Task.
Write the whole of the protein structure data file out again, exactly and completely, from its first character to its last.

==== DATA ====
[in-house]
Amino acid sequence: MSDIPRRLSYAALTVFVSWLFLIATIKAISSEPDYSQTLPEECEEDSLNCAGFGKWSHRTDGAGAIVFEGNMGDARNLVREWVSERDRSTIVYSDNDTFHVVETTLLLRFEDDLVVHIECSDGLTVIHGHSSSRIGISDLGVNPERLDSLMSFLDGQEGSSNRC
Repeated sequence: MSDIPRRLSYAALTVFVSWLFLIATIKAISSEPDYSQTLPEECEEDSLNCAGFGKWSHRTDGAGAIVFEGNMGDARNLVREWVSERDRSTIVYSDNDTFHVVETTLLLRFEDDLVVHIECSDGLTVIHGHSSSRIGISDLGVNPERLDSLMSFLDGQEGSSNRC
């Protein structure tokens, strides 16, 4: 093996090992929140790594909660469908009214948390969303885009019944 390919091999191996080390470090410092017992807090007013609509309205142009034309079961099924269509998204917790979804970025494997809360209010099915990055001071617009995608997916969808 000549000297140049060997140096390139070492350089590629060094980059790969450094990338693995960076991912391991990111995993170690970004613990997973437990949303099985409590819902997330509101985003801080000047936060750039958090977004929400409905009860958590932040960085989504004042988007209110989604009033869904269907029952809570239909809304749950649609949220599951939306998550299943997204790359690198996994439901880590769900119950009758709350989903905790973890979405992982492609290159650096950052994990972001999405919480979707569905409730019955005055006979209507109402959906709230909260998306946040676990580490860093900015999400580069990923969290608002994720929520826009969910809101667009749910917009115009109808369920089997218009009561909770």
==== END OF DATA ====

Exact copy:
[in-house]
Amino acid sequence: MSDIPRRLSYAALTVFVSWLFLIATIKAISSEPDYSQTLPEECEEDSLNCAGFGKWSHRTDGAGAIVFEGNMGDARNLVREWVSERDRSTIVYSDNDTFHVVETTLLLRFEDDLVVHIECSDGLTVIHGHSSSRIGISDLGVNPERLDSLMSFLDGQEGSSNRC
Repeated sequence: MSDIPRRLSYAALTVFVSWLFLIATIKAISSEPDYSQTLPEECEEDSLNCAGFGKWSHRTDGAGAIVFEGNMGDARNLVREWVSERDRSTIVYSDNDTFHVVETTLLLRFEDDLVVHIECSDGLTVIHGHSSSRIGISDLGVNPERLDSLMSFLDGQEGSSNRC
């Protein structure tokens, strides 16, 4: 093996090992929140790594909660469908009214948390969303885009019944 390919091999191996080390470090410092017992807090007013609509309205142009034309079961099924269509998204917790979804970025494997809360209010099915990055001071617009995608997916969808 000549000297140049060997140096390139070492350089590629060094980059790969450094990338693995960076991912391991990111995993170690970004613990997973437990949303099985409590819902997330509101985003801080000047936060750039958090977004929400409905009860958590932040960085989504004042988007209110989604009033869904269907029952809570239909809304749950649609949220599951939306998550299943997204790359690198996994439901880590769900119950009758709350989903905790973890979405992982492609290159650096950052994990972001999405919480979707569905409730019955005055006979209507109402959906709230909260998306946040676990580490860093900015999400580069990923969290608002994720929520826009969910809101667009749910917009115009109808369920089997218009009561909770």